Websites 4 Small Business

Three Tips for a Powerful & Effective Home Page

We've all heard it: “Don't judge a book by its cover.”

But if people didn't do it, the saying wouldn't exist, right? Even though we shouldn't judge a book by its cover, a wine by its label, or a business by its website's home page, we do. So make your home page work for you!

Make your website shine — starting with your home page

1. Your home page has only one function: Convince visitors to “open the book” and look further.

How do you do that? Show them they can get the results they're looking for.

The first rule of marketing is to understand what kinds of results your ideal clients are seeking — especially in their own words. The best way of learning this is to talk with both prospects and your most satisfied clients. Ask questions and listen to what they say about (a) what they're looking for, (b) why they're happy with your services and (c) what they've gotten from your work for them. Think about

  • What problems do you solve for them?
  • What disasters (for them) does your expertise prevent?
  • What results do they hope to achieve through your services?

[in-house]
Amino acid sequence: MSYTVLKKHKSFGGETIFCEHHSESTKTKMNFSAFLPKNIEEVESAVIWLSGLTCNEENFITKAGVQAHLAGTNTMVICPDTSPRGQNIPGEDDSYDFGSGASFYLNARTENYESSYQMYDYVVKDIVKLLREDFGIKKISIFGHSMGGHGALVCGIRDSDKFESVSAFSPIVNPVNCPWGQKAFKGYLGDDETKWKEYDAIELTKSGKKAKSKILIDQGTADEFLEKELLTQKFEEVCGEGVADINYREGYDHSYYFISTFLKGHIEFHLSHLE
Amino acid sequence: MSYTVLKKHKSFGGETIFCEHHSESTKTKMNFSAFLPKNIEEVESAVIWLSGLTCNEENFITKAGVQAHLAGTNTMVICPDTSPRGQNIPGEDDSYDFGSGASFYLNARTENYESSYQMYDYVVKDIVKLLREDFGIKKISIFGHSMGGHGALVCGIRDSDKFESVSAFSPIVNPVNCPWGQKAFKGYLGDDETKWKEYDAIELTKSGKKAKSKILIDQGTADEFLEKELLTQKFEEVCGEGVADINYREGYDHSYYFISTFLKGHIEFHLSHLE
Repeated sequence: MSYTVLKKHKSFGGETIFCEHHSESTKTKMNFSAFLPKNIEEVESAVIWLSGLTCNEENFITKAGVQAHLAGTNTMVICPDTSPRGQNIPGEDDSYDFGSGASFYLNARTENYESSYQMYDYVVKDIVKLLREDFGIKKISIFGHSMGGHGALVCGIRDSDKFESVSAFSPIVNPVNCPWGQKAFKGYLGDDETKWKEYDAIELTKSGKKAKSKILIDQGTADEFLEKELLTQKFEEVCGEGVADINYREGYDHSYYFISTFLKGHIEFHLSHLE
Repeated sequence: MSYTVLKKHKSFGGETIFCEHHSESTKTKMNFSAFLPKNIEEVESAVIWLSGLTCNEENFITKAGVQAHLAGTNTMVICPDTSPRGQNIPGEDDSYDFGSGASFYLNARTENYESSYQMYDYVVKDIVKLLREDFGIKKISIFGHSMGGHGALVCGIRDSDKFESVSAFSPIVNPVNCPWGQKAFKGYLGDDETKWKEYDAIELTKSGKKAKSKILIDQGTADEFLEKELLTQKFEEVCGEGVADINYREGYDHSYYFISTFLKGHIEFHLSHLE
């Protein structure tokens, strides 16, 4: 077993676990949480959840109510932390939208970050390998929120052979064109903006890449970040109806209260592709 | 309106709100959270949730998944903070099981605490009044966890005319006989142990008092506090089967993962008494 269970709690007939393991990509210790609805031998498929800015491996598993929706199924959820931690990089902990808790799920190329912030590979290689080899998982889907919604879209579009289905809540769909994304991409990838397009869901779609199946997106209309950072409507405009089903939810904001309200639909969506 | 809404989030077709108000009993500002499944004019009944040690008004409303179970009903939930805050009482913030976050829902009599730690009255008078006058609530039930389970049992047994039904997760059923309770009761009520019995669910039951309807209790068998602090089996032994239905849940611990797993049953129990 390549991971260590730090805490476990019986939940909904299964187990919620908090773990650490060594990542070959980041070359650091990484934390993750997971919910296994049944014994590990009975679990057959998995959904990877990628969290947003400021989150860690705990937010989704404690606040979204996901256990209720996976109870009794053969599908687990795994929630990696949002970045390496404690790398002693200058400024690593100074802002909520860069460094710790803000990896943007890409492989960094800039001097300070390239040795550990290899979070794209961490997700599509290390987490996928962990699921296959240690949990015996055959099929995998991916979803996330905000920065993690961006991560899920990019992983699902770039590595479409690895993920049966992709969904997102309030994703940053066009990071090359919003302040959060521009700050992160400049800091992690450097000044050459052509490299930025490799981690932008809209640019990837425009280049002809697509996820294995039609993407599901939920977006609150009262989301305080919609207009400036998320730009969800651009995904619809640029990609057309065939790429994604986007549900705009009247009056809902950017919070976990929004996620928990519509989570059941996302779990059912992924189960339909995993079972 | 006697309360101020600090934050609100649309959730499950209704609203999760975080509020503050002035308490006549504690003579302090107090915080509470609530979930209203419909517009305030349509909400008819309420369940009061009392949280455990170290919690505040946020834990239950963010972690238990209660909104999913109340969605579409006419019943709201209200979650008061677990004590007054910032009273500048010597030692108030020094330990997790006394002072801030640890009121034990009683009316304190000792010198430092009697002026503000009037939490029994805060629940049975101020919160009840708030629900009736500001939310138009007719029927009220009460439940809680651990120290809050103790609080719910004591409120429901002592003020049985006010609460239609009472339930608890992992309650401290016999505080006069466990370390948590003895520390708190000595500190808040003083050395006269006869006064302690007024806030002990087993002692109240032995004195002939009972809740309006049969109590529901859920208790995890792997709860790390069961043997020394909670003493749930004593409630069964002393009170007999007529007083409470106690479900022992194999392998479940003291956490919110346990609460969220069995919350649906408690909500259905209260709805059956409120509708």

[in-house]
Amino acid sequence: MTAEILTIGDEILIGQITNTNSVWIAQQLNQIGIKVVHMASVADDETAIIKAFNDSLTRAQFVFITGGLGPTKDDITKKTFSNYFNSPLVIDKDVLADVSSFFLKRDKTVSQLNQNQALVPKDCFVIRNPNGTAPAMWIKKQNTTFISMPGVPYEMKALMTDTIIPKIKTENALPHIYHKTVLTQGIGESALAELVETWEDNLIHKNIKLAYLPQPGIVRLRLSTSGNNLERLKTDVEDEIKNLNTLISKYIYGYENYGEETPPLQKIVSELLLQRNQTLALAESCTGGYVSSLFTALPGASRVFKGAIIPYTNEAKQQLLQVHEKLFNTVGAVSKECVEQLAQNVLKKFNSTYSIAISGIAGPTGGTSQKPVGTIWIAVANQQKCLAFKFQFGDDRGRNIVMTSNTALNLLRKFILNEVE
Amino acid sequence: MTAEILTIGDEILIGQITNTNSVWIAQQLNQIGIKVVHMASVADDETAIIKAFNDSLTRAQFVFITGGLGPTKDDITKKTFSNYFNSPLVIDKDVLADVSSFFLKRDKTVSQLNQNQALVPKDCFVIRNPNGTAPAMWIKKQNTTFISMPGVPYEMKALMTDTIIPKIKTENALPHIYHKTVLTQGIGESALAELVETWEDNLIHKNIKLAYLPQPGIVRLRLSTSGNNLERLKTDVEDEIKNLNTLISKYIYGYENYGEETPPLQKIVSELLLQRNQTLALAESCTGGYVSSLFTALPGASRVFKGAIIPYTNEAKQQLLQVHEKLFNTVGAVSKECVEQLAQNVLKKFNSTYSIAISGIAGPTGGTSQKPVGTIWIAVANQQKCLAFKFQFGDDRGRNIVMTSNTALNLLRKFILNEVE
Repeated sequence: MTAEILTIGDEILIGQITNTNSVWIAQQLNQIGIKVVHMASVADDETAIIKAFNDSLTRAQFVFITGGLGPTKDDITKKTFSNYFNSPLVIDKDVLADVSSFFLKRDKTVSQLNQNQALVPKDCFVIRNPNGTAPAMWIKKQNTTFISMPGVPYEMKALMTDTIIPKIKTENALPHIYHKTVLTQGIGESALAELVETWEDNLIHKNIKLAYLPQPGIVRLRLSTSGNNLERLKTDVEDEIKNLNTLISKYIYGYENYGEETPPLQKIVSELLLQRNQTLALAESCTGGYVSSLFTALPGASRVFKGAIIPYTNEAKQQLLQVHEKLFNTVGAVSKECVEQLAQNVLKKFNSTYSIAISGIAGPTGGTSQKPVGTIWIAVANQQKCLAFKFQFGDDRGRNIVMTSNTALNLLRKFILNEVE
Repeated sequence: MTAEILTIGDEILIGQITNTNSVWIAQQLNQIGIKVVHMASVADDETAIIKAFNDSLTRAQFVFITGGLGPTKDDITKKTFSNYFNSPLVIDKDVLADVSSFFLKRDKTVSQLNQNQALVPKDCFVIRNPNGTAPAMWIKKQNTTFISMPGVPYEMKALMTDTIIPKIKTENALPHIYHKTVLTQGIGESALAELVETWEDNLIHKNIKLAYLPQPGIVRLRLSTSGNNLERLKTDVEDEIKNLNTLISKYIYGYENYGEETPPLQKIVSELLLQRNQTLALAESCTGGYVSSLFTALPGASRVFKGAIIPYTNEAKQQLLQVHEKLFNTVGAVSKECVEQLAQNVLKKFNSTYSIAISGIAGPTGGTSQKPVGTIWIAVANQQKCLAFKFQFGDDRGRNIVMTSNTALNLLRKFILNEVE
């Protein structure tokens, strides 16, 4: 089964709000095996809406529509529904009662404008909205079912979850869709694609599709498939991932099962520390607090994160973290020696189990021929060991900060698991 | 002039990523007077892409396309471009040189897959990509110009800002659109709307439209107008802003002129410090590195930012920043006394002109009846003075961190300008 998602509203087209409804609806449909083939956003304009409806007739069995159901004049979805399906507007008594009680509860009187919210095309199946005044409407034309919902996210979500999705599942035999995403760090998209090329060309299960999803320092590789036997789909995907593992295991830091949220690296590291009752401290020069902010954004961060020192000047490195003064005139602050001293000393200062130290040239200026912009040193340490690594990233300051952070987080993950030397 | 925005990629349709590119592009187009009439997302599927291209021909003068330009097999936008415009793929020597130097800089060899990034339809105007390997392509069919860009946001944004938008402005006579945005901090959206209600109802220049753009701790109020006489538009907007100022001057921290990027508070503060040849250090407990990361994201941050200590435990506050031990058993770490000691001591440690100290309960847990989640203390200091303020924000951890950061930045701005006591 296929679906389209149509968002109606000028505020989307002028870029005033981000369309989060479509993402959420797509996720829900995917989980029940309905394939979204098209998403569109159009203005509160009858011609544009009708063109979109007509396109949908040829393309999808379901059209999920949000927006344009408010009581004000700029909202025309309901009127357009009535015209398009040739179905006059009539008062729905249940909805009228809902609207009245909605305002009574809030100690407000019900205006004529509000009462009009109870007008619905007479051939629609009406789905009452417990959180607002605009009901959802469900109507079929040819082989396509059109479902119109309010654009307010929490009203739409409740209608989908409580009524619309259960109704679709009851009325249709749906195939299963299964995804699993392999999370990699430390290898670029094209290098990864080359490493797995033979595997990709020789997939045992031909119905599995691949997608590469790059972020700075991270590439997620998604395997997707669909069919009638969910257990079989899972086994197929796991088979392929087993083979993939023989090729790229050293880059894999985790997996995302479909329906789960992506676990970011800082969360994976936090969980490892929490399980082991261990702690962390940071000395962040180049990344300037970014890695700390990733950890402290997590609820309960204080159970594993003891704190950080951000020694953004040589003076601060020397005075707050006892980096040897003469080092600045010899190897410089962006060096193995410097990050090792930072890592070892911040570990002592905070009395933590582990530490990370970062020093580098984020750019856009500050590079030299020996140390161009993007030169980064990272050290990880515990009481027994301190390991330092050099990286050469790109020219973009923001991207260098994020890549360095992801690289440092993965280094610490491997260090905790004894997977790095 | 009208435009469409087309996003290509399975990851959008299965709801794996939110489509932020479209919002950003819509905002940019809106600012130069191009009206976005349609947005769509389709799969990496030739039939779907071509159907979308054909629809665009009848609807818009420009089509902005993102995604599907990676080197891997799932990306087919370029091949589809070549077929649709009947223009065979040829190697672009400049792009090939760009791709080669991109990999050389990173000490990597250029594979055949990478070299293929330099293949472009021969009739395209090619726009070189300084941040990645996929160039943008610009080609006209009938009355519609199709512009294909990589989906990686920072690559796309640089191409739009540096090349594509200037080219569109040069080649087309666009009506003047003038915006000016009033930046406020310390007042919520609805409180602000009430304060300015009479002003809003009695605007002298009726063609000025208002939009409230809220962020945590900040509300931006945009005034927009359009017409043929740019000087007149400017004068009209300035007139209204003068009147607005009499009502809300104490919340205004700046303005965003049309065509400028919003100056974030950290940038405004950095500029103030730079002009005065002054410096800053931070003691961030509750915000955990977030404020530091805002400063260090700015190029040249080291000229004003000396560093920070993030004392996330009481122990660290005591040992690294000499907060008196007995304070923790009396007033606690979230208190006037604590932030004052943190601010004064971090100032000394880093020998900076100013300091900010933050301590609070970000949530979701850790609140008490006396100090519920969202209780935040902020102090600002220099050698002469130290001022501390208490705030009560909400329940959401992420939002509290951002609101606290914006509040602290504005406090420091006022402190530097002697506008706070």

By using words and phrases from your ideal clients, you'll persuade new viewers to think: Yes, I can get what I need here. This will make your website a “page turner” for your prospects.

2. Less is more.

People don't have time to read lengthy tomes or decipher a cluttered home page. Just like the cover of a book or magazine or DVD, your home page sits smack dab beside a gazillion competitors, and has less than 5 seconds to grab the reader's attention before they click away to the next site on Google's list.

Use the “rule of three” to make an impact and get your message across. For whatever reason, people absorb things easily in threes. The punch line is often the third element of a joke. Think about having:

  • 3 bullet points
  • 3 page elements (such as title, picture, results)
  • 3 short paragraphs

Using only three bullet points in a list of results will force you to choose the most important ones. Emphasizing three main page elements will help you keep the design simple and uncluttered. Limiting your text to three short paragraphs will ensure that you focus on the most vital aspects of your message.

3. Make it visual, tangible, and concrete.

For the most part, people make decisions on the basis of emotions, not logic. Use images and concrete examples to illustrate your point.

  • If viewers want a spotless green lawn, fill the home page with luxuriant grass.

  • If your services are intangible, include testimonials from satisfied customers and links to case studies.

In choosing images and concrete examples, focus on connecting with the viewer's inner child.

In conclusion . . .

You never get a second chance to make a first impression. Make sure your home page connects with your viewers!

—July 2006, Wyn Snow

Innkeeper looks at label on wine bottle